Whenever you come across a case of a musician who suddenly starts
                  remembering something that he has previously told interviewers he doesn¹t
                  remember, you know you have struck the activities of one of these
                  obsessives. Believe me there have been people out there whose entire being
                  has depended upon it being generally accepted that whatever theory they have
                  dreamed up is what really happened 50 years before. They are mostly dying
                  off of course, along with their informants. I wonder whether rock
                  discographers (who are an uncommunicative lot in my experience) have similar
                  problems with new generations of obsessive fans.

                  And never underestimate pester power. If a musician is pestered enough to
                  settle some disputed point, he will eventually settle it, probably with any
                  old thing that comes into his head. You can only say ³I really don¹t
                  remember² so many times. All these things are well known to oral historians.
                  Unfortunately most early jazz enthusiasts had never read even the most basic
                  local-history society guide to interviewing the old folks. Maybe they didn¹t
                  exist back in the day.


                  on 19/10/2009 09:37, David Brown at johnhaleysims@... wrote:

                  >
                  >
                  >
                  >
                  > John & Yves
                  >
                  > Again we hit the problem of the reliability of interview 'evidence' with
                  > Jabbo apparently contradicting himself -- no criticism of Jabbo.
                  >
                  > One might think, however, that he would remember his first session. Thanks
                  > John for providing the context. The fact that he volunteered this
                  > information and was not replying to a leading question makes it more
                  > valuable. But neither did Yves lead when asking about his first session.
                  >
                  > I think therefore we need to go back and relisten, reprogrammed, for there
                  > is always the tendency to hear what we are listening for. I have been
                  > listening for Jabbo but will now try to hear Charlie.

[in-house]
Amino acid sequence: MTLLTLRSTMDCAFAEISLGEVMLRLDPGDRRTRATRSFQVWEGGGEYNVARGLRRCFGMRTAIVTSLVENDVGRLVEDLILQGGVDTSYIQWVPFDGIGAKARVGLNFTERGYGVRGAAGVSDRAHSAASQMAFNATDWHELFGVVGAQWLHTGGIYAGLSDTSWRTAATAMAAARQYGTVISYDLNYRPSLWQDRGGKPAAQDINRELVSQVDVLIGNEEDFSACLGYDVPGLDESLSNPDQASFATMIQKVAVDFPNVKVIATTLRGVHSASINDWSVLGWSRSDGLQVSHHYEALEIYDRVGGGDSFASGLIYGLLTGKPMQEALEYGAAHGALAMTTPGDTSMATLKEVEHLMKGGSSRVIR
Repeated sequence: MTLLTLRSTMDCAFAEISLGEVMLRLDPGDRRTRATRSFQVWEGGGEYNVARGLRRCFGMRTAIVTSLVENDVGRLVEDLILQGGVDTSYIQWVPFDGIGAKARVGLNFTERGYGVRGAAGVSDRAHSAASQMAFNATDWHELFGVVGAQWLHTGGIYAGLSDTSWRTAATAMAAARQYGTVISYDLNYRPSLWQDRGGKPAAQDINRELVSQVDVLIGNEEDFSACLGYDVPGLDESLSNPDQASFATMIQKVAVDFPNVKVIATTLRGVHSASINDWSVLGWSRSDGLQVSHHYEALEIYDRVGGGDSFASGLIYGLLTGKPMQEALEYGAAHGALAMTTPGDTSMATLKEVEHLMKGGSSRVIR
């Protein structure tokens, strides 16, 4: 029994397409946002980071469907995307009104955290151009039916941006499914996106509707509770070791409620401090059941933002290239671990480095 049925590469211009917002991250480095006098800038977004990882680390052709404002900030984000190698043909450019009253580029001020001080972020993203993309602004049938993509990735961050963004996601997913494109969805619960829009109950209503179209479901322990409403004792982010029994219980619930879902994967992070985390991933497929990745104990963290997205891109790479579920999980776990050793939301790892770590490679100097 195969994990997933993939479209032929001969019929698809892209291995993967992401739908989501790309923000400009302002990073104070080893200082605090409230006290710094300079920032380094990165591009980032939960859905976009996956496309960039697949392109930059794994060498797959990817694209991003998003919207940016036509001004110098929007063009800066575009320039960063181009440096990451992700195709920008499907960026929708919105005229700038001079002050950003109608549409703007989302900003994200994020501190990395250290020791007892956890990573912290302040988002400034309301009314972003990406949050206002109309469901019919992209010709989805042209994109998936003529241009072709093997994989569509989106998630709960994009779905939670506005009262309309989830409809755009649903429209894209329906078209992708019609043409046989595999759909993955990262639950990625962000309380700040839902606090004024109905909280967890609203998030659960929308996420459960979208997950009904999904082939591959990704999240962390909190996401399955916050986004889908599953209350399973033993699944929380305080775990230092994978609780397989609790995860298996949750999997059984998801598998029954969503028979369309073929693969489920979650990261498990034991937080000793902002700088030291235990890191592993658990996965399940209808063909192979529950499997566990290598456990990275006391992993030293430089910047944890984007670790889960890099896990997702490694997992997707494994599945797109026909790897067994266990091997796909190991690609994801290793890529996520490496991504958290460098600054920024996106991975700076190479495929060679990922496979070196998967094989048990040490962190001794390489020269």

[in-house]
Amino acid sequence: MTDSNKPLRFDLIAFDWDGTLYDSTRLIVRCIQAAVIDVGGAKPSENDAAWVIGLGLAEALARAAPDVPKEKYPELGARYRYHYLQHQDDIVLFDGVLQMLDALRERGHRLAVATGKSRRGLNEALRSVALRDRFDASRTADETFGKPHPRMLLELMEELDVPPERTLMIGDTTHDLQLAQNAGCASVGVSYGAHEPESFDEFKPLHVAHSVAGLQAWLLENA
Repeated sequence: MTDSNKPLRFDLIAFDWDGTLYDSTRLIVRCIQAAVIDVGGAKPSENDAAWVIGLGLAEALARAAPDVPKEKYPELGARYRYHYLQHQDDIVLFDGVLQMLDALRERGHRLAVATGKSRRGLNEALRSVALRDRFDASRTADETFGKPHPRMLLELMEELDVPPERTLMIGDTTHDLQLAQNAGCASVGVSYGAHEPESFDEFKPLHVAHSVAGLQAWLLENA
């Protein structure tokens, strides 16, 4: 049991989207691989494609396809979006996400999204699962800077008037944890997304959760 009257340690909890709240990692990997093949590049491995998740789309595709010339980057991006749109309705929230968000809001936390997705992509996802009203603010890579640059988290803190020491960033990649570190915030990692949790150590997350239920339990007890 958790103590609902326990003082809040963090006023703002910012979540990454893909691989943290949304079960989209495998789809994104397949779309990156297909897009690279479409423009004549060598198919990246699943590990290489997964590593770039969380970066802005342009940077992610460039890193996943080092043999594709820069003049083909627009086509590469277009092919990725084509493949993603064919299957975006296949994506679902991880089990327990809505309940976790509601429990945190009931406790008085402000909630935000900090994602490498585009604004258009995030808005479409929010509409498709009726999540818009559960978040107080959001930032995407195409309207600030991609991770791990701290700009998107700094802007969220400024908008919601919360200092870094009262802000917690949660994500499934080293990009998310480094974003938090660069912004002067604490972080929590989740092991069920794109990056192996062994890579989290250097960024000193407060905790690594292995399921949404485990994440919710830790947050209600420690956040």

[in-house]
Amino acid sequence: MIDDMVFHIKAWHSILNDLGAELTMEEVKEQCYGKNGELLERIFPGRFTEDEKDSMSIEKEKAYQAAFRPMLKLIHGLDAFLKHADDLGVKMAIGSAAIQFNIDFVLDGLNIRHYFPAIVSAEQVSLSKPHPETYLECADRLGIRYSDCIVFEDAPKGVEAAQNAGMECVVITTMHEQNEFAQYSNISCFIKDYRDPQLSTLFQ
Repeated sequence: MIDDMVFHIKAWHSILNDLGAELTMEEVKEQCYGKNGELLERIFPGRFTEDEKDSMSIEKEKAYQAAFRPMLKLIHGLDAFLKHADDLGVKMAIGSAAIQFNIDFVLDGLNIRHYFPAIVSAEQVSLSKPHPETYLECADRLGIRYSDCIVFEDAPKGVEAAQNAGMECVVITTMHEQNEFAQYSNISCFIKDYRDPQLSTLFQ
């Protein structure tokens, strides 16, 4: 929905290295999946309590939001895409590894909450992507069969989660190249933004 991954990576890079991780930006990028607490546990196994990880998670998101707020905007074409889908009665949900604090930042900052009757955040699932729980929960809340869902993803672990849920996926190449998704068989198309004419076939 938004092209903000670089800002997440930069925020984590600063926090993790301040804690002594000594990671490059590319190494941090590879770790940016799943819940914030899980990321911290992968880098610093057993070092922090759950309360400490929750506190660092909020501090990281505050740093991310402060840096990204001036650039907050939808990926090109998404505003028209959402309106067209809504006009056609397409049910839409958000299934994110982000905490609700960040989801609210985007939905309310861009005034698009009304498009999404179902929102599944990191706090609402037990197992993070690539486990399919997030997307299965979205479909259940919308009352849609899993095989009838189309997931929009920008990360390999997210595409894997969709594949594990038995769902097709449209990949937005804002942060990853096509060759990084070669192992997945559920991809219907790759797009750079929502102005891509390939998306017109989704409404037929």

>
                  > Dave
                  >
                  > [Non-text portions of this message have been removed]
                  >
                  >
                  >
                  >
                  >>
                  >
                  >
                  > Howard Rye, 20 Coppermill Lane, London, England, E17 7HB
                  > howard@...
                  > Tel/FAX: +44 20 8521 1098
                  >



                  [Non-text portions of this message have been removed]
                • Nick Dellow
                  The importance of Howard s remarks cannot be stressed highly enough. Once one adds the printed page into the formula, a supposition – especially one added to
                  Message 8 of 11 , Oct 19, 2009
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                    The importance of Howard's remarks cannot be stressed highly enough. Once
                    one adds the printed page into the formula, a supposition � especially one
                    added to the text without the addition of a question mark � easily corrodes
                    into a "fact", which is then circulated as such ad infinitum. Jazz
                    literature, and discographies in particular, are dotted (perhaps one should
                    say pock marked) with the results of this conjectural approach. Amongst
                    several notable examples is the famed Benny Peyton's Jazz Kings recording
                    session of "February 1920" or "around Spring 1920" or "c.Jan/Feb 1921"
                    (depending on which discography one consults), in which it is suggested, or
                    even stated as fact, that the band (including Bechet) recorded a session at
                    Columbia's studios in London, producing a series of titles including "High
                    Society" and "Tiger Rag", all of which were apparently rejected.

                    Since the files for Columbia at this date were destroyed before the Second
                    World War, the only evidence we have for this legendary ledger-less session
                    comes from Sidney Bechet, who in 1939 simply stated to Leonard Feather that
                    he recorded whilst in London with the Jazz Kings; no titles were mentioned.
                    From the moment Bechet set foot in Europe to take part in the International
                    Jazz Festival in Paris in 1949 he was hounded, paparazzi-like, by
                    discographers and researchers keen to acquire any information he could
                    provide concerning the recordings he made in the 1920s. Inevitably, the
                    Columbia session came up. Initially, he told Max Jones and Sinclair Traill
                    that he didn't know the names of the titles, but after constant pestering
                    from other researchers Bechet eventually took the easy way out and gave his
                    interrogators the information they wanted to hear � suggesting that two of
                    the titles were "Tiger Rag" and "High Society". Or as John Chilton put it
                    "...it is just as likely that Bechet cited two jazz standards just to get
                    people off his back."